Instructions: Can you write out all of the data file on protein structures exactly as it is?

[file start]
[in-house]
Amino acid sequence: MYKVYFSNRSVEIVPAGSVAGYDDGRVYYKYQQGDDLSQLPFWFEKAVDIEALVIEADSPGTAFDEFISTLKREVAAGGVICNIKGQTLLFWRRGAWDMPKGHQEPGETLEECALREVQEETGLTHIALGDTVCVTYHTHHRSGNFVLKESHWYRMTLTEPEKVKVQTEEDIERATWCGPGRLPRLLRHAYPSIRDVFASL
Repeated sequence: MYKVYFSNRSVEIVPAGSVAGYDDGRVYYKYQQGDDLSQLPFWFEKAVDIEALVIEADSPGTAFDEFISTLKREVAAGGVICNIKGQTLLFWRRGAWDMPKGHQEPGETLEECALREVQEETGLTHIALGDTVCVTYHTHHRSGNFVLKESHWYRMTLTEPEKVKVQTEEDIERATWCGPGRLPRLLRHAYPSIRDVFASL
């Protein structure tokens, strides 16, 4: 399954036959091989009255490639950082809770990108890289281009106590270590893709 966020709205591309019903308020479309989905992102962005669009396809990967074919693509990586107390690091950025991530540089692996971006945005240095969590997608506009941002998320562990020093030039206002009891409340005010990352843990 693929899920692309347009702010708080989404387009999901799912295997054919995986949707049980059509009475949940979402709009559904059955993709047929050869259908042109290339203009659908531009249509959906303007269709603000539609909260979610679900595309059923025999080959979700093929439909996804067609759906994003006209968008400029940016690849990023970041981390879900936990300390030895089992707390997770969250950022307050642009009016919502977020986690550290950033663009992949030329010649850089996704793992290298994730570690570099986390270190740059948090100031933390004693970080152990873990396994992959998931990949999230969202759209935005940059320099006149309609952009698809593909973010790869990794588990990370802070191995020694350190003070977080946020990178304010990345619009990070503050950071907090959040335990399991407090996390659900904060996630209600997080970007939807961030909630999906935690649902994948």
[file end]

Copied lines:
[in-house]
Amino acid sequence: MYKVYFSNRSVEIVPAGSVAGYDDGRVYYKYQQGDDLSQLPFWFEKAVDIEALVIEADSPGTAFDEFISTLKREVAAGGVICNIKGQTLLFWRRGAWDMPKGHQEPGETLEECALREVQEETGLTHIALGDTVCVTYHTHHRSGNFVLKESHWYRMTLTEPEKVKVQTEEDIERATWCGPGRLPRLLRHAYPSIRDVFASL
Repeated sequence: MYKVYFSNRSVEIVPAGSVAGYDDGRVYYKYQQGDDLSQLPFWFEKAVDIEALVIEADSPGTAFDEFISTLKREVAAGGVICNIKGQTLLFWRRGAWDMPKGHQEPGETLEECALREVQEETGLTHIALGDTVCVTYHTHHRSGNFVLKESHWYRMTLTEPEKVKVQTEEDIERATWCGPGRLPRLLRHAYPSIRDVFASL
């Protein structure tokens, strides 16, 4: 399954036959091989009255490639950082809770990108890289281009106590270590893709 966020709205591309019903308020479309989905992102962005669009396809990967074919693509990586107390690091950025991530540089692996971006945005240095969590997608506009941002998320562990020093030039206002009891409340005010990352843990 693929899920692309347009702010708080989404387009999901799912295997054919995986949707049980059509009475949940979402709009559904059955993709047929050869259908042109290339203009659908531009249509959906303007269709603000539609909260979610679900595309059923025999080959979700093929439909996804067609759906994003006209968008400029940016690849990023970041981390879900936990300390030895089992707390997770969250950022307050642009009016919502977020986690550290950033663009992949030329010649850089996704793992290298994730570690570099986390270190740059948090100031933390004693970080152990873990396994992959998931990949999230969202759209935005940059320099006149309609952009698809593909973010790869990794588990990370802070191995020694350190003070977080946020990178304010990345619009990070503050950071907090959040335990399991407090996390659900904060996630209600997080970007939807961030909630999906935690649902994948």